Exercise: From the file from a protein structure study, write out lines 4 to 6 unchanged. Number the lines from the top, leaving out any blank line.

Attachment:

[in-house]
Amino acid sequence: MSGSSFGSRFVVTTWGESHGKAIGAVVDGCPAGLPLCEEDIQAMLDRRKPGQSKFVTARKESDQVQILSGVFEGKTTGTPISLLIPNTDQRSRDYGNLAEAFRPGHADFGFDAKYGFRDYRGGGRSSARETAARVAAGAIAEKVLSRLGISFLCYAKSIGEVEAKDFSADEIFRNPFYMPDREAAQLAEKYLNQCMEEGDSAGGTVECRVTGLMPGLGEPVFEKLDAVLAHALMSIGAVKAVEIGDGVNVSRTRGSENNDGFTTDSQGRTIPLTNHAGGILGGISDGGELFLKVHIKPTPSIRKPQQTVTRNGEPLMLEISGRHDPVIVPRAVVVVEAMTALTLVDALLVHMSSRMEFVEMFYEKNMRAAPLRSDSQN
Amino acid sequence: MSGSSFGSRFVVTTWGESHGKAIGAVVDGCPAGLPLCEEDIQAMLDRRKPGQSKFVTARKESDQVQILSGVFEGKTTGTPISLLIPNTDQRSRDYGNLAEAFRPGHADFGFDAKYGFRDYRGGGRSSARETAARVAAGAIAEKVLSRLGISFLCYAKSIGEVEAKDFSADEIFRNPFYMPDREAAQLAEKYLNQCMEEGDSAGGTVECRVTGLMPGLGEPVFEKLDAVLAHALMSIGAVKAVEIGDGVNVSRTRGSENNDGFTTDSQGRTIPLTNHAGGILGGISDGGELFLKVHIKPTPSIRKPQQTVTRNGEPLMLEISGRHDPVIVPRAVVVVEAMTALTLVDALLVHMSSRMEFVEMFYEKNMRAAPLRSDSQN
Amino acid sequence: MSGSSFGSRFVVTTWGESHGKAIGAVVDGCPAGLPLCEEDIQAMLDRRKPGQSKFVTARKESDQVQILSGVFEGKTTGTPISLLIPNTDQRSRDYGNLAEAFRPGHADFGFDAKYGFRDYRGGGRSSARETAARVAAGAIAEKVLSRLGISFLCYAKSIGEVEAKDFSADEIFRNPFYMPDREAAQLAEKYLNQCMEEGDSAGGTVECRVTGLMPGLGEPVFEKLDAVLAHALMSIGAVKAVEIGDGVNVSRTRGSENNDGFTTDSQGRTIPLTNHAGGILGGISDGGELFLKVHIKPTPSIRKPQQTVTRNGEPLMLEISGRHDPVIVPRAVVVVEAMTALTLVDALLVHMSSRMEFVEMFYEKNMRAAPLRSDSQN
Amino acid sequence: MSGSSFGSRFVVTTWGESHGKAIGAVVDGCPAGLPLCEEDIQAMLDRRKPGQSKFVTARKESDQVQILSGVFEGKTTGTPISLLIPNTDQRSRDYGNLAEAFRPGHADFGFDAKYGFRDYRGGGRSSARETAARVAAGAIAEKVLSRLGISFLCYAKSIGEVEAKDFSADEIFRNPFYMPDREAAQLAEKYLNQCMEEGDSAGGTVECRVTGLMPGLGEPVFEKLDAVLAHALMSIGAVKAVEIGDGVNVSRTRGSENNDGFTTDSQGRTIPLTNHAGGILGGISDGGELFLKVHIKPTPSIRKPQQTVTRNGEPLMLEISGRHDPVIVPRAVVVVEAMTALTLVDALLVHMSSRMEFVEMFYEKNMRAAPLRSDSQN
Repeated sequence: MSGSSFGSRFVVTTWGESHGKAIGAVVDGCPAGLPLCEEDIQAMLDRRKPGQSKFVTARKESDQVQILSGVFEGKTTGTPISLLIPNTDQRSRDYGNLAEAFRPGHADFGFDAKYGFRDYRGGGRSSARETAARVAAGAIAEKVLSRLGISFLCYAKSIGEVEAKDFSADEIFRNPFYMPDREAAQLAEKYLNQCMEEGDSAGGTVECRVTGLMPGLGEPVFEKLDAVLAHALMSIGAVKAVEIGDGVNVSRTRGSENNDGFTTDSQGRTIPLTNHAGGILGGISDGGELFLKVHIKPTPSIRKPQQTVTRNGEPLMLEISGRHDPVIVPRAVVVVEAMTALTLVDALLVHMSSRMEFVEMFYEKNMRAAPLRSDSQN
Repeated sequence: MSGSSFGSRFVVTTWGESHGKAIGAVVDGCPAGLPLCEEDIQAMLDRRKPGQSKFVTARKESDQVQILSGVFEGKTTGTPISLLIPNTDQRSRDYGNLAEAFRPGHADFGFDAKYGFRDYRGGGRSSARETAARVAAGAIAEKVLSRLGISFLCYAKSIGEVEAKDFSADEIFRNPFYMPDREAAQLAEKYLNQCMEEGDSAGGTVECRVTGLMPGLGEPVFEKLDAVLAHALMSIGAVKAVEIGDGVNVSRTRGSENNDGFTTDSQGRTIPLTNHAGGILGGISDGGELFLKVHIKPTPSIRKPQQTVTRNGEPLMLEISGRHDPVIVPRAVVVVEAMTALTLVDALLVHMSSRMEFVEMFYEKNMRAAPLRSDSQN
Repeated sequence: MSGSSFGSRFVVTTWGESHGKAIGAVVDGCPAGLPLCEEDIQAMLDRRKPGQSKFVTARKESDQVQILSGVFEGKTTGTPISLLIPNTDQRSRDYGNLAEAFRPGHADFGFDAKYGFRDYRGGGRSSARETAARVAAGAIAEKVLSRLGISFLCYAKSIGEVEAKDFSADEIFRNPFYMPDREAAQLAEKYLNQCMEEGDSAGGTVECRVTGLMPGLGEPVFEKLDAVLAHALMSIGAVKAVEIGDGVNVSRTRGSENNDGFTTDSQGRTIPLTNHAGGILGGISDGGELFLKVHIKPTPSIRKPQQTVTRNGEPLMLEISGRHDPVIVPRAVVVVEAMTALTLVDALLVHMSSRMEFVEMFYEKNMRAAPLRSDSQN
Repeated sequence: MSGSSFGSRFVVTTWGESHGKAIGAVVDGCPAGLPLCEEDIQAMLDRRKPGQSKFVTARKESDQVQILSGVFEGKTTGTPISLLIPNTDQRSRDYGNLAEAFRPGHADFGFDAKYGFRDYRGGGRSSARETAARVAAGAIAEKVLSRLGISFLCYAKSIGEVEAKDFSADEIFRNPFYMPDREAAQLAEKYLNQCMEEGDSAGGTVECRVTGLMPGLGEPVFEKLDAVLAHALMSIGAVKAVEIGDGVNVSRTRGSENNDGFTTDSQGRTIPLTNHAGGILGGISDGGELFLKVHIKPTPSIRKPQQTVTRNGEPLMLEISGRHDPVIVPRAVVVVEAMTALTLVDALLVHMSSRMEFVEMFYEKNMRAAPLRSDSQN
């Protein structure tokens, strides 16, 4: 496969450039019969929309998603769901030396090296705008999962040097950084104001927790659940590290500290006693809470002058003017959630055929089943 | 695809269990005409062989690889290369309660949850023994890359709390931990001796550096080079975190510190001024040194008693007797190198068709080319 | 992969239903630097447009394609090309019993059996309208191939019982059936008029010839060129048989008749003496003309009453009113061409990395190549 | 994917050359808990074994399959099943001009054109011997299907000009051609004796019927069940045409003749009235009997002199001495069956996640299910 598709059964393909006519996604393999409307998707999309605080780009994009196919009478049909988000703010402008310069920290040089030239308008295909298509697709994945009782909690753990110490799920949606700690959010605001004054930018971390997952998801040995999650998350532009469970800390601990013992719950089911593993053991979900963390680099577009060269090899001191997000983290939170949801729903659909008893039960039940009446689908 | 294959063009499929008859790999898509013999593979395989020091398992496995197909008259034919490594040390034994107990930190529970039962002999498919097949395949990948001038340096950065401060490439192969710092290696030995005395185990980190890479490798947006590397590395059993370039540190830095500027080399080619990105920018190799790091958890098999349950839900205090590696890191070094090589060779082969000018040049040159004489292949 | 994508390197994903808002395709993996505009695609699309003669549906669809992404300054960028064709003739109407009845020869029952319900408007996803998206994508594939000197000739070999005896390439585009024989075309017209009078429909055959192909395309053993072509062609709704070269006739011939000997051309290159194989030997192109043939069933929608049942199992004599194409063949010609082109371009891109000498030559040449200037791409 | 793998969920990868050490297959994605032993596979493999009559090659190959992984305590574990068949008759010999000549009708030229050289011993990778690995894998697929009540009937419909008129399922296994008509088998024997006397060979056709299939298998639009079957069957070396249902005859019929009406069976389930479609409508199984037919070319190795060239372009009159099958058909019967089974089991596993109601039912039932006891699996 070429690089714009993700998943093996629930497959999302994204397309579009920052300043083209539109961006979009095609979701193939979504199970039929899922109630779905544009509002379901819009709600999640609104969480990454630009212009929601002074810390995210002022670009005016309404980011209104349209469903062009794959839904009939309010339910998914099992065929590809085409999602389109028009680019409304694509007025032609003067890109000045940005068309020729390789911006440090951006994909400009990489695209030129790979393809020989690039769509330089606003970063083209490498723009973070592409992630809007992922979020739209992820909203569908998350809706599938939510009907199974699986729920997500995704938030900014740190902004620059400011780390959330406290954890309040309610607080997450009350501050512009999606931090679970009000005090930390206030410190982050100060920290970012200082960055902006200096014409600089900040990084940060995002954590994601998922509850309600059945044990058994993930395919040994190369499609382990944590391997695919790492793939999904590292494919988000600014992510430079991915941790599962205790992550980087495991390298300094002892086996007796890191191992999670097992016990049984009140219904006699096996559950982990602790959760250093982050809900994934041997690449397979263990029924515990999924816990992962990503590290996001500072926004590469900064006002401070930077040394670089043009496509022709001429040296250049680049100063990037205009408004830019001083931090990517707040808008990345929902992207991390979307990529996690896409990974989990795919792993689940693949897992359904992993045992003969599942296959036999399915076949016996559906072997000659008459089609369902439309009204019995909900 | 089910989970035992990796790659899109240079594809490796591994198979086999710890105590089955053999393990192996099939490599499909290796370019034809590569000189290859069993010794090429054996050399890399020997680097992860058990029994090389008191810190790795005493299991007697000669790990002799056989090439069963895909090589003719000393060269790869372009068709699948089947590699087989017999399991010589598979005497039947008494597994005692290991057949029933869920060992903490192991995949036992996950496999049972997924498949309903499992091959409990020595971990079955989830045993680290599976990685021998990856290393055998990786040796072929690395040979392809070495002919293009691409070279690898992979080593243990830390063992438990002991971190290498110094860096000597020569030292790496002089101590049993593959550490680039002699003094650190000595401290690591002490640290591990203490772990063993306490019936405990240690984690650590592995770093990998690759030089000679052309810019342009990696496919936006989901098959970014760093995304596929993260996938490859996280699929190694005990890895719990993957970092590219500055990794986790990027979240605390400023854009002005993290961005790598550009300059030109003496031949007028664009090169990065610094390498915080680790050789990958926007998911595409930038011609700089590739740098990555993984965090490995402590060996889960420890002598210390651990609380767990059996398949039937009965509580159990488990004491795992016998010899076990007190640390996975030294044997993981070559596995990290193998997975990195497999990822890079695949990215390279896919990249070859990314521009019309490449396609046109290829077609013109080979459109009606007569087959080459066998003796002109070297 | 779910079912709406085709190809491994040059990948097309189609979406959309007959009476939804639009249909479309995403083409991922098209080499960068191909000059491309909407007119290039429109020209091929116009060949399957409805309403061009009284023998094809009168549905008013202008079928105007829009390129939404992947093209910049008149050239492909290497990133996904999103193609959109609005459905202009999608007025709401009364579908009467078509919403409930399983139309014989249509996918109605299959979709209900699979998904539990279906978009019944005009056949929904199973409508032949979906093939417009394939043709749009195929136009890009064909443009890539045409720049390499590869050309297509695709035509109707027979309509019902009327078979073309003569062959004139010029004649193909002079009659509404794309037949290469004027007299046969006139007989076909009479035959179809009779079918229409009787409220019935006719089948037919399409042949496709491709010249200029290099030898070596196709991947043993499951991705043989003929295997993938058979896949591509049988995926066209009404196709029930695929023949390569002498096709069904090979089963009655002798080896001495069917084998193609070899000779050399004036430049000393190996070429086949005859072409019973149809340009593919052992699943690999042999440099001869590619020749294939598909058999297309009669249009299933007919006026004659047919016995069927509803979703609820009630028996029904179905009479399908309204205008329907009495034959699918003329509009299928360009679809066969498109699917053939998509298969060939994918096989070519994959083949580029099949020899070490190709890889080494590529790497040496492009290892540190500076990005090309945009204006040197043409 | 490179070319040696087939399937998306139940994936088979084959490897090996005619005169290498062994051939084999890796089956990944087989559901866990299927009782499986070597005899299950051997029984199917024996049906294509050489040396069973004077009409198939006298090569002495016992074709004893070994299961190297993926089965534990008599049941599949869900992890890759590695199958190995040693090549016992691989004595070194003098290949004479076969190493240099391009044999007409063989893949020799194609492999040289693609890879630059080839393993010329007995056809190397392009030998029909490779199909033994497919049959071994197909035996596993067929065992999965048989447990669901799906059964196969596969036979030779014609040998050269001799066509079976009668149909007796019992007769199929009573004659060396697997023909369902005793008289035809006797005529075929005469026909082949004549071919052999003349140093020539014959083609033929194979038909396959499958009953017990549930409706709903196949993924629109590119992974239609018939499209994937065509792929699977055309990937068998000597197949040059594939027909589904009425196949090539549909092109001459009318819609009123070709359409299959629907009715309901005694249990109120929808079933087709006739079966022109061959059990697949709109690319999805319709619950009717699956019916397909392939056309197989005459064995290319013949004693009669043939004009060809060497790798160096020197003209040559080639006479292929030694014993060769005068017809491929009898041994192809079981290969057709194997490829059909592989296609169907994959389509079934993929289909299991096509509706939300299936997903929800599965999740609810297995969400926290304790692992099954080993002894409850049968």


Amino acid sequence: MSGSSFGSRFVVTTWGESHGKAIGAVVDGCPAGLPLCEEDIQAMLDRRKPGQSKFVTARKESDQVQILSGVFEGKTTGTPISLLIPNTDQRSRDYGNLAEAFRPGHADFGFDAKYGFRDYRGGGRSSARETAARVAAGAIAEKVLSRLGISFLCYAKSIGEVEAKDFSADEIFRNPFYMPDREAAQLAEKYLNQCMEEGDSAGGTVECRVTGLMPGLGEPVFEKLDAVLAHALMSIGAVKAVEIGDGVNVSRTRGSENNDGFTTDSQGRTIPLTNHAGGILGGISDGGELFLKVHIKPTPSIRKPQQTVTRNGEPLMLEISGRHDPVIVPRAVVVVEAMTALTLVDALLVHMSSRMEFVEMFYEKNMRAAPLRSDSQN
Amino acid sequence: MSGSSFGSRFVVTTWGESHGKAIGAVVDGCPAGLPLCEEDIQAMLDRRKPGQSKFVTARKESDQVQILSGVFEGKTTGTPISLLIPNTDQRSRDYGNLAEAFRPGHADFGFDAKYGFRDYRGGGRSSARETAARVAAGAIAEKVLSRLGISFLCYAKSIGEVEAKDFSADEIFRNPFYMPDREAAQLAEKYLNQCMEEGDSAGGTVECRVTGLMPGLGEPVFEKLDAVLAHALMSIGAVKAVEIGDGVNVSRTRGSENNDGFTTDSQGRTIPLTNHAGGILGGISDGGELFLKVHIKPTPSIRKPQQTVTRNGEPLMLEISGRHDPVIVPRAVVVVEAMTALTLVDALLVHMSSRMEFVEMFYEKNMRAAPLRSDSQN
Repeated sequence: MSGSSFGSRFVVTTWGESHGKAIGAVVDGCPAGLPLCEEDIQAMLDRRKPGQSKFVTARKESDQVQILSGVFEGKTTGTPISLLIPNTDQRSRDYGNLAEAFRPGHADFGFDAKYGFRDYRGGGRSSARETAARVAAGAIAEKVLSRLGISFLCYAKSIGEVEAKDFSADEIFRNPFYMPDREAAQLAEKYLNQCMEEGDSAGGTVECRVTGLMPGLGEPVFEKLDAVLAHALMSIGAVKAVEIGDGVNVSRTRGSENNDGFTTDSQGRTIPLTNHAGGILGGISDGGELFLKVHIKPTPSIRKPQQTVTRNGEPLMLEISGRHDPVIVPRAVVVVEAMTALTLVDALLVHMSSRMEFVEMFYEKNMRAAPLRSDSQN